There is one guy at the office who doesn't technically work for my company who I wouldn't mind at all propositioning, except I'm pretty sure that there's no interest there on his part, and I wouldn't want the workplace to become awkward. And to be frank, I'm not a fan of dipping my pen in the company ink in the first place.
So the question, do you have any suggestions of items I could keep at my desk to assuage my oral cravings that would also be discreet enough to be UTILIZED at work? I am losing productivity to these urges, and that isn't good.
Any advice you can give would be appreciated!
Loves a good (lick of an ice cream cone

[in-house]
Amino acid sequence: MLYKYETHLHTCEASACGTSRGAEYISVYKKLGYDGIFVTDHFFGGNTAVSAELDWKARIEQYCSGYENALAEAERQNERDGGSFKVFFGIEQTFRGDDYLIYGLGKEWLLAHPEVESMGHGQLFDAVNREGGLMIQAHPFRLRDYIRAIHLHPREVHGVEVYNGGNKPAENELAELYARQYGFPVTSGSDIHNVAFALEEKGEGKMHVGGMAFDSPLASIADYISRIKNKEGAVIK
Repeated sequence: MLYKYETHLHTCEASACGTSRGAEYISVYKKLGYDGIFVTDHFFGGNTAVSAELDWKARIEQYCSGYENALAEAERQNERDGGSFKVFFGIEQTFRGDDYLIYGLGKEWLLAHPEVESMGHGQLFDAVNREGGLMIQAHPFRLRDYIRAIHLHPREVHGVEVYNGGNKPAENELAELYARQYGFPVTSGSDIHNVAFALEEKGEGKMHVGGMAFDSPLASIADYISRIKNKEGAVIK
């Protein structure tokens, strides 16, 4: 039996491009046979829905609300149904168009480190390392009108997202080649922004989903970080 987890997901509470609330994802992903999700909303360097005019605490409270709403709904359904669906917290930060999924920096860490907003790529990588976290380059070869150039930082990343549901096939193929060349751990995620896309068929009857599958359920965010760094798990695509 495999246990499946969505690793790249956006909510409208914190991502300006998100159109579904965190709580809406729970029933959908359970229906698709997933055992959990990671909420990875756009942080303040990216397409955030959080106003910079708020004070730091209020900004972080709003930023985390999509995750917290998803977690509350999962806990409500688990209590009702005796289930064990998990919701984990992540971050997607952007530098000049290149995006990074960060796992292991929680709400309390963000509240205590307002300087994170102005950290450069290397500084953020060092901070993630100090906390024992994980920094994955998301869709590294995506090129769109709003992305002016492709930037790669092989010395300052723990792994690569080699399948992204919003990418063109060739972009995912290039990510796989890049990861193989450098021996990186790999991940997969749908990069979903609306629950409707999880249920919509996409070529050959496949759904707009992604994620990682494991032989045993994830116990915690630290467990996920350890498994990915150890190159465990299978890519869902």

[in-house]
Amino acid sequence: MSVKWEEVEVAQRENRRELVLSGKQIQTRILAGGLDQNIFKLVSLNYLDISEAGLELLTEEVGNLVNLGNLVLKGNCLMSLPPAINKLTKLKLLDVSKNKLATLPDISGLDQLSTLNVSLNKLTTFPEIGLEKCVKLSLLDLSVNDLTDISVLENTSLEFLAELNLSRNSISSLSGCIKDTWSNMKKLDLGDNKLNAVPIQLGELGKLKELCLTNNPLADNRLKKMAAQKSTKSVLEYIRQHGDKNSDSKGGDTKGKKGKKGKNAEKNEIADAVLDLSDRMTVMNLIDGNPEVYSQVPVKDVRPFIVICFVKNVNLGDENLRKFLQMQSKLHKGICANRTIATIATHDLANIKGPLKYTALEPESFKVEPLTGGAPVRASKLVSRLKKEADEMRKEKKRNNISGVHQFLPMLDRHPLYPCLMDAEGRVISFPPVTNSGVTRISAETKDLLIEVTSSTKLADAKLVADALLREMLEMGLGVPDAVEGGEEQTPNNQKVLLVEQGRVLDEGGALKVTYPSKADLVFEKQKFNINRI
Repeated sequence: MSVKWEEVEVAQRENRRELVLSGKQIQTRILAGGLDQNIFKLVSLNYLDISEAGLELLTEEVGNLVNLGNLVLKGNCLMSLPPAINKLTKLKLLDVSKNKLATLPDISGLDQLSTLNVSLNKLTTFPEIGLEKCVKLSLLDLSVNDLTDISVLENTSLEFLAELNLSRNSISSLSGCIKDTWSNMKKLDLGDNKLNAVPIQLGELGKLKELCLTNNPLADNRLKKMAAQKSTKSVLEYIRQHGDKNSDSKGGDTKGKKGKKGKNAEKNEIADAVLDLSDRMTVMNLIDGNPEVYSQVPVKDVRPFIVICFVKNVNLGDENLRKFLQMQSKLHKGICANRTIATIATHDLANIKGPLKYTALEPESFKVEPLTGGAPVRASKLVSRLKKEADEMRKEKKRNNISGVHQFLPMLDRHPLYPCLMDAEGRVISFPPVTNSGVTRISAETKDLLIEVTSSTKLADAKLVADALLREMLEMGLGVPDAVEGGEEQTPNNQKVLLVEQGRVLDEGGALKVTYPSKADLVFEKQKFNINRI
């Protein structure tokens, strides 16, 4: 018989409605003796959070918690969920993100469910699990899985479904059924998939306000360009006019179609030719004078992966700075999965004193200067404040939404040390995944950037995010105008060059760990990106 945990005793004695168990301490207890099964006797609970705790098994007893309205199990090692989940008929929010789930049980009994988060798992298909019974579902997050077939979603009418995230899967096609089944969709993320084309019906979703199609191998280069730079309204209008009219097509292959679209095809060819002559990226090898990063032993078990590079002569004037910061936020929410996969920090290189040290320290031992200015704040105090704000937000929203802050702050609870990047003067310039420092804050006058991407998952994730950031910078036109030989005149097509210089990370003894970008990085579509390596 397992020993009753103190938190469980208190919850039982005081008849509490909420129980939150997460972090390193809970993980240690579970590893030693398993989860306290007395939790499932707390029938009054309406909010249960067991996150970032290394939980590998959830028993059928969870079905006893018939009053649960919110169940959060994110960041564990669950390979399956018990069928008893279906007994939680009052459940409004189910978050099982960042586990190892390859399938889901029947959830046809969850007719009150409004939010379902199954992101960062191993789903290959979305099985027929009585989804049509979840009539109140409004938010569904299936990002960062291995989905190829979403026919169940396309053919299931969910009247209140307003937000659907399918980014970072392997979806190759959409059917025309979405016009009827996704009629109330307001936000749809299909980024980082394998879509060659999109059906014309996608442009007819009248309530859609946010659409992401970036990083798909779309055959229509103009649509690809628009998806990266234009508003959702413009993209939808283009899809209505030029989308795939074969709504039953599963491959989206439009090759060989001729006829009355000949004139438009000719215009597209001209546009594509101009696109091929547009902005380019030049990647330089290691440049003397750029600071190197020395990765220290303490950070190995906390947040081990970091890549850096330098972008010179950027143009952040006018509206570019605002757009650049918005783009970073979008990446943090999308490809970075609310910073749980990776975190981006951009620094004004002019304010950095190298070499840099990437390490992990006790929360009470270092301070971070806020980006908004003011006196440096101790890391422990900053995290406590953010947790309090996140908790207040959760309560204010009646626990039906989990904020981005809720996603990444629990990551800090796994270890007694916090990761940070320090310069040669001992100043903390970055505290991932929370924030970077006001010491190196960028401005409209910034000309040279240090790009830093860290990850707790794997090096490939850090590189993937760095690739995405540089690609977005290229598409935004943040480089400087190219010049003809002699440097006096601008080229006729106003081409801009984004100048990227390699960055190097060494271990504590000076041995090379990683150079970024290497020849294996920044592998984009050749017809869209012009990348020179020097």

Dear (ice cream) lover,
You raise an interesting philosophical question: Are the smelly people among us actually interested in other people, or do we just assume they might be because our regard for them is so low we can't imagine they'd turn us down. Do you notice your non-colleague's lack of interest because he smells like Unicorn sweat and huckleberries with an undertone of manful musk? Or do you not notice your boss's potential lack of interest because he spreads the Funyuns and Foot funk?
If I were you I would abandon any thought of pursuing the boss, both because it's not worth it to your career and your self-esteem and because, if he's really smelly, that pretty much means he deserves to have (ice cream cone eating) favors withheld until he learns to spend 20 minutes away from the Lord of the Rings fanboards (which is where he's leaving his ice cream, probably hoping for this Hobbit prequel or whatever) in the bathroom acquainting his smelly bits with a bar of soap.